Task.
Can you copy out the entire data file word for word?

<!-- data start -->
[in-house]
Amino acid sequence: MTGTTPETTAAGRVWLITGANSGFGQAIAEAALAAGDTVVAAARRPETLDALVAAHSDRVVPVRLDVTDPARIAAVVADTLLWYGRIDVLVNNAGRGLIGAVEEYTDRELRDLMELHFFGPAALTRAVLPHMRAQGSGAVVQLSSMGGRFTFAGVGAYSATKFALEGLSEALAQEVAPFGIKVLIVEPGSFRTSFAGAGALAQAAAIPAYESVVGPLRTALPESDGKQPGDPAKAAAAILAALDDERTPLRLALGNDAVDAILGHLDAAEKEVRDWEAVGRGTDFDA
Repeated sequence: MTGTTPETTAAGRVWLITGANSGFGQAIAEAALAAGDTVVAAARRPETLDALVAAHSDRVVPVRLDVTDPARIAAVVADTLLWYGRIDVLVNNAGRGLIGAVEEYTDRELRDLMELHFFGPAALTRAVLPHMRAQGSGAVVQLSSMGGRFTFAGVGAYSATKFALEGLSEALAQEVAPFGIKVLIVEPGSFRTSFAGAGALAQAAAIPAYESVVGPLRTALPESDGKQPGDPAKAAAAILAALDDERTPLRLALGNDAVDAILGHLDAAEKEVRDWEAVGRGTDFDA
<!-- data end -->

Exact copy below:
[in-house]
Amino acid sequence: MTGTTPETTAAGRVWLITGANSGFGQAIAEAALAAGDTVVAAARRPETLDALVAAHSDRVVPVRLDVTDPARIAAVVADTLLWYGRIDVLVNNAGRGLIGAVEEYTDRELRDLMELHFFGPAALTRAVLPHMRAQGSGAVVQLSSMGGRFTFAGVGAYSATKFALEGLSEALAQEVAPFGIKVLIVEPGSFRTSFAGAGALAQAAAIPAYESVVGPLRTALPESDGKQPGDPAKAAAAILAALDDERTPLRLALGNDAVDAILGHLDAAEKEVRDWEAVGRGTDFDA
Repeated sequence: MTGTTPETTAAGRVWLITGANSGFGQAIAEAALAAGDTVVAAARRPETLDALVAAHSDRVVPVRLDVTDPARIAAVVADTLLWYGRIDVLVNNAGRGLIGAVEEYTDRELRDLMELHFFGPAALTRAVLPHMRAQGSGAVVQLSSMGGRFTFAGVGAYSATKFALEGLSEALAQEVAPFGIKVLIVEPGSFRTSFAGAGALAQAAAIPAYESVVGPLRTALPESDGKQPGDPAKAAAAILAALDDERTPLRLALGNDAVDAILGHLDAAEKEVRDWEAVGRGTDFDA